Turn Undead: For The Love Of Dice, Roll For Your Life
College of Saint Benilde got to be unfamiliar territory on the afternoon of October 20. I never really found myself in Taft a lot. If I did it was probably for samgyeopsal. Or that one time I walked for three (3) hours to reach Makati for a ride home. Point is, CSB’s got a rep for being one of the premier art schools in the Philippines. And walking to Turn Undead premises got me understanding why. Yeah, I was the slouching kid wearing the X-Men jacket. In my defense, that’s really me with Heightened Senses turned on.
Thankfully, no one did any Surprise Attacks. However, Turn Undead was still surprising, given it’s my first tabletop roleplaying game convention. So let me give you a quick rundown.
I got to play Blades in the Dark. Moreover, other games in the convention included Wrath and Glory, based on Warhammer 40,000. There’s also a couple of Dungeons & Dragons tables, as well as Call of Cthulhu and World of Darkness.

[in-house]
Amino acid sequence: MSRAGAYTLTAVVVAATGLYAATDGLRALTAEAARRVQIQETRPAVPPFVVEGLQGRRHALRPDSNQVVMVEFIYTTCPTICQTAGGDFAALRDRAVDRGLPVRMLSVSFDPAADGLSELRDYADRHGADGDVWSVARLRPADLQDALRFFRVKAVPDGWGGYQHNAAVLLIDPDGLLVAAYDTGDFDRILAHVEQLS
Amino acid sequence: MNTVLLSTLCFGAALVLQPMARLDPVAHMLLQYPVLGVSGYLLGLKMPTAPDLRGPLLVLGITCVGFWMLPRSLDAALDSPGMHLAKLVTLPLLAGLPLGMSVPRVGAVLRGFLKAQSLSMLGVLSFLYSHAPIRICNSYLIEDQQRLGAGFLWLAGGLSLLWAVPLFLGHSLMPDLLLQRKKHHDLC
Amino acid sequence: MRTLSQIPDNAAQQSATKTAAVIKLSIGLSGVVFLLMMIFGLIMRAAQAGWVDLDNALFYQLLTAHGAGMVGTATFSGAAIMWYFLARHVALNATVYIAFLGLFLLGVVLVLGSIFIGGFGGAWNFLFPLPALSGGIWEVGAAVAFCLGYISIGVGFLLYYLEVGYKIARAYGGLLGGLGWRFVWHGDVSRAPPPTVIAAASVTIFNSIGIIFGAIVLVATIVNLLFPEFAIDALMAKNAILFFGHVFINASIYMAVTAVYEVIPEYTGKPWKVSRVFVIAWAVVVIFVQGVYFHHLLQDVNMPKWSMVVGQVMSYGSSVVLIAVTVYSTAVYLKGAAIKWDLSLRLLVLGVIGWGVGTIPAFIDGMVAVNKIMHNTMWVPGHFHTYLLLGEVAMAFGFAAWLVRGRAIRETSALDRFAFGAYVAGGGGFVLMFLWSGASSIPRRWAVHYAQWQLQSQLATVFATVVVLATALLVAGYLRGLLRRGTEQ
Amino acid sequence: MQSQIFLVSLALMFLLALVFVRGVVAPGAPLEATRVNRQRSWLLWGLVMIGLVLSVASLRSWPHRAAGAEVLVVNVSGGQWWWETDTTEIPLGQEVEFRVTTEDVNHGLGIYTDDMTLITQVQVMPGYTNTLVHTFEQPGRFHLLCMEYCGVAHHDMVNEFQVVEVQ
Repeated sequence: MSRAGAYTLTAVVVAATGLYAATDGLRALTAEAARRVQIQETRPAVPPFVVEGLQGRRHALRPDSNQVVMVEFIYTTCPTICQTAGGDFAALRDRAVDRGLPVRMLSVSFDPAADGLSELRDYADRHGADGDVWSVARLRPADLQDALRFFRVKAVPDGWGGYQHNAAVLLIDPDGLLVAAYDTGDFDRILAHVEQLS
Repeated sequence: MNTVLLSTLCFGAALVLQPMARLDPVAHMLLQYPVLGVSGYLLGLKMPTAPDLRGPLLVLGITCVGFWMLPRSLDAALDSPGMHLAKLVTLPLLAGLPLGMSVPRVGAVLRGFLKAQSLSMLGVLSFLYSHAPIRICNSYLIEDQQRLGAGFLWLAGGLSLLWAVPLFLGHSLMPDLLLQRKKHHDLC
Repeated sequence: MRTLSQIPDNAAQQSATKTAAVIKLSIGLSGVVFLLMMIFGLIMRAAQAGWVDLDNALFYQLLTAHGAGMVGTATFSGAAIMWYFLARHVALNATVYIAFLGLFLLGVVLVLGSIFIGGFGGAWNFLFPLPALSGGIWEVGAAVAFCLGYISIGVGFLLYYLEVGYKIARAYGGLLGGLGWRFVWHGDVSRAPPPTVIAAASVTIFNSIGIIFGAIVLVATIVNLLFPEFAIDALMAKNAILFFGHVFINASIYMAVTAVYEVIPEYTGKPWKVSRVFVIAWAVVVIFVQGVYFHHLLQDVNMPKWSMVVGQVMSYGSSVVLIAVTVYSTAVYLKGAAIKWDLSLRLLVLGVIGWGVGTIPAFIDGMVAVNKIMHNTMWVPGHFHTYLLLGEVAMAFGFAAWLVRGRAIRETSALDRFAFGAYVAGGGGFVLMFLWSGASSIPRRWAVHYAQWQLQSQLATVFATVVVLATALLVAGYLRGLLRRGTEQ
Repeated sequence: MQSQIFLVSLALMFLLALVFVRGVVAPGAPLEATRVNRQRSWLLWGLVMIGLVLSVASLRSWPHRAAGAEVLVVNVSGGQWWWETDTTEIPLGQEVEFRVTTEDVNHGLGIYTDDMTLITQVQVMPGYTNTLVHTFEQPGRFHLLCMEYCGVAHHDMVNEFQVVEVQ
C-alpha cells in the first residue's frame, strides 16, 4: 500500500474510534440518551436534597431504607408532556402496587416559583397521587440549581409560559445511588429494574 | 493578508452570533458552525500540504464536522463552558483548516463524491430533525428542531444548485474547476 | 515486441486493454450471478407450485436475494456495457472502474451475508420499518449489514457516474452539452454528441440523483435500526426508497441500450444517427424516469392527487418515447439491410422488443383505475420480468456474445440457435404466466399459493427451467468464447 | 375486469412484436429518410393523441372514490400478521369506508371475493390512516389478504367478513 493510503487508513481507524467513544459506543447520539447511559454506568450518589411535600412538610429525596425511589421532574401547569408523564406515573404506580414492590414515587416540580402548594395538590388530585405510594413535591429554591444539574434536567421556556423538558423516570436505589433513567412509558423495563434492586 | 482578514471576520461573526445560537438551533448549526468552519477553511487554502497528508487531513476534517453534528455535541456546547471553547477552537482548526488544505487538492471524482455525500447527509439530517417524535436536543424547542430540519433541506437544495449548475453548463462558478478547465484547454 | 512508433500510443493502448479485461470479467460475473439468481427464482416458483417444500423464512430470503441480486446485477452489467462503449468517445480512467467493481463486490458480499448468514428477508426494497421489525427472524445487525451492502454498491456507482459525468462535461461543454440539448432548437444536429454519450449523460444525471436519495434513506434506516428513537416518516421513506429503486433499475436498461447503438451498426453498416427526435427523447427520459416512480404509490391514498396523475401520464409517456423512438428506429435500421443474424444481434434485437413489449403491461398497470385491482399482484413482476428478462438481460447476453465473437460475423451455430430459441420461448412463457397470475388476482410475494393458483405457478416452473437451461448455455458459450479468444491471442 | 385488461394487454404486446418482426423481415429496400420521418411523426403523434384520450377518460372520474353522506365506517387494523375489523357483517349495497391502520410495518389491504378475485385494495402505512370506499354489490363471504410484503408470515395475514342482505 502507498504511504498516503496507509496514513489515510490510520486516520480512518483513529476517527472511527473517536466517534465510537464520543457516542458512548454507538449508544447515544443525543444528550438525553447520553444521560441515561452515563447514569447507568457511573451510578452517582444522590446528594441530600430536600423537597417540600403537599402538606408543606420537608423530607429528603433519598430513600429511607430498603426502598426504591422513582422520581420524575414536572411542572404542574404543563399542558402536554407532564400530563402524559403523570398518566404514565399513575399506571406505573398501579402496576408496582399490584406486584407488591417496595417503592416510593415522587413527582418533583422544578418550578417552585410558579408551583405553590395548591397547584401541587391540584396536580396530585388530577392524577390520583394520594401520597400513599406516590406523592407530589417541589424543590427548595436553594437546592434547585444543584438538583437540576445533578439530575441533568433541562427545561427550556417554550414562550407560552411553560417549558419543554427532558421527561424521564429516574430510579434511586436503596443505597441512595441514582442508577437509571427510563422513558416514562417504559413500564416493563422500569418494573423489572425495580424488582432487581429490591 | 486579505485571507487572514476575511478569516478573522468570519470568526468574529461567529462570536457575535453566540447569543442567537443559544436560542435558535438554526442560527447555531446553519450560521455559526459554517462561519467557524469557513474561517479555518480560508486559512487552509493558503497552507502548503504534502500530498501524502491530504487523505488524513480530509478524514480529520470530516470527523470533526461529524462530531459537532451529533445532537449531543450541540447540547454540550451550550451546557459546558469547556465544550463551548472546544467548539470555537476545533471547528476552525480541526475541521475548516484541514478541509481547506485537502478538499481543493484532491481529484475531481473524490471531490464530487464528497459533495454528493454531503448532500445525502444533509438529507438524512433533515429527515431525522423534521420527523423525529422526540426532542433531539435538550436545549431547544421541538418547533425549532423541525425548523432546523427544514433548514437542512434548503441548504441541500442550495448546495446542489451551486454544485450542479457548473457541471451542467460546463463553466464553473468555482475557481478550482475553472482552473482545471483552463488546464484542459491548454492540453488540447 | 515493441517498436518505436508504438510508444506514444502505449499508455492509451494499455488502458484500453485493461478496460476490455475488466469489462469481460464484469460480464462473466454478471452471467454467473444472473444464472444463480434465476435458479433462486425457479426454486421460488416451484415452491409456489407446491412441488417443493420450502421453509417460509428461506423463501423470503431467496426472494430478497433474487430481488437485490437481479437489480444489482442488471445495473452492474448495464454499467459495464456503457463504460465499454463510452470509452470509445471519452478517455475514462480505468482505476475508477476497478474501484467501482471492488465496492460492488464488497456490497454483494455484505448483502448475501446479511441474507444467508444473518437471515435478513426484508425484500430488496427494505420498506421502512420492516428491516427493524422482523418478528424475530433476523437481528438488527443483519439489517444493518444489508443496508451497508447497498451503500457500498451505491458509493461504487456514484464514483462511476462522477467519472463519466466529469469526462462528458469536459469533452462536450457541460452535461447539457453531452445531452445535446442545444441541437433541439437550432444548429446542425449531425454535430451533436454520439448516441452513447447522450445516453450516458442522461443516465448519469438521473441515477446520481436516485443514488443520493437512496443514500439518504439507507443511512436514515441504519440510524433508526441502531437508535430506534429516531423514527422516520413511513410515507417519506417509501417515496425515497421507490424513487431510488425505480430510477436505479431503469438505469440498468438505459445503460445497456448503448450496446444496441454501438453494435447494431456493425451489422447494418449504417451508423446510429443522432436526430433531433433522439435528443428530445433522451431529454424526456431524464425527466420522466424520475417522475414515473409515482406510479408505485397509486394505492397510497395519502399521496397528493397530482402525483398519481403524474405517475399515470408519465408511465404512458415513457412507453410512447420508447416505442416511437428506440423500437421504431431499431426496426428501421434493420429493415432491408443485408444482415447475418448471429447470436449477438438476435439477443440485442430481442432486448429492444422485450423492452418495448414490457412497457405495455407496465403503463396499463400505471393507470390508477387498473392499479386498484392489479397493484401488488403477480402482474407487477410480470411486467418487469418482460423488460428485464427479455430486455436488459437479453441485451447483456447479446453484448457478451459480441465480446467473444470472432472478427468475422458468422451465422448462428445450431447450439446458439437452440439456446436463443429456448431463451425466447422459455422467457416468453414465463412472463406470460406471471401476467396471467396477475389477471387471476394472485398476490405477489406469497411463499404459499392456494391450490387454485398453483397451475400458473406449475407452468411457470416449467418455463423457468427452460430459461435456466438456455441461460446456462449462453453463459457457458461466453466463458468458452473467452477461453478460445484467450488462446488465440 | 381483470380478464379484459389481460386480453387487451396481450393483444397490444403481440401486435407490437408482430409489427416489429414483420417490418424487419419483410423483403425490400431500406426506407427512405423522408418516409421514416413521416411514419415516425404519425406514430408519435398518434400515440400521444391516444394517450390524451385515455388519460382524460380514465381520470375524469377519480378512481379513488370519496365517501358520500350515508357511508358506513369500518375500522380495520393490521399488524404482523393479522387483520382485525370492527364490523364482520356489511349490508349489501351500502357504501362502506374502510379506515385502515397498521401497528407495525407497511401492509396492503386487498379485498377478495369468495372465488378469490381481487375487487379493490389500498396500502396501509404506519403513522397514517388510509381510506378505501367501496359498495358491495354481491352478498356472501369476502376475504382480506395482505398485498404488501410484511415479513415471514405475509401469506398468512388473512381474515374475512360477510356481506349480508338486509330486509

Turn Undead: Let There Be Undeath
I anticipated entering the event a bit lost. I imagined myself entering a jam-packed event where I have to walk past a lot of noise and music just to find registration and hope for the best. It wasn’t anything like that, and not in a bad way. I entered the auditorium with people greeting me and leading me inside. There weren’t a lot of people, which is what I should expect being present as early as 1 PM when registration starts at 2 PM.
I got to see both organizers, players, and game masters (GMs) set up and prepare for the upcoming convention. Such a sight remains new to me, as I’ve never seen other GMs “prepare” for such an event. You’d be surprised how much time and effort it takes for GMs to pull off their sessions, much more begin a campaign. And a lot of efforts got paid off by the time the convention ended, as based on reactions from other players they sure had a blast.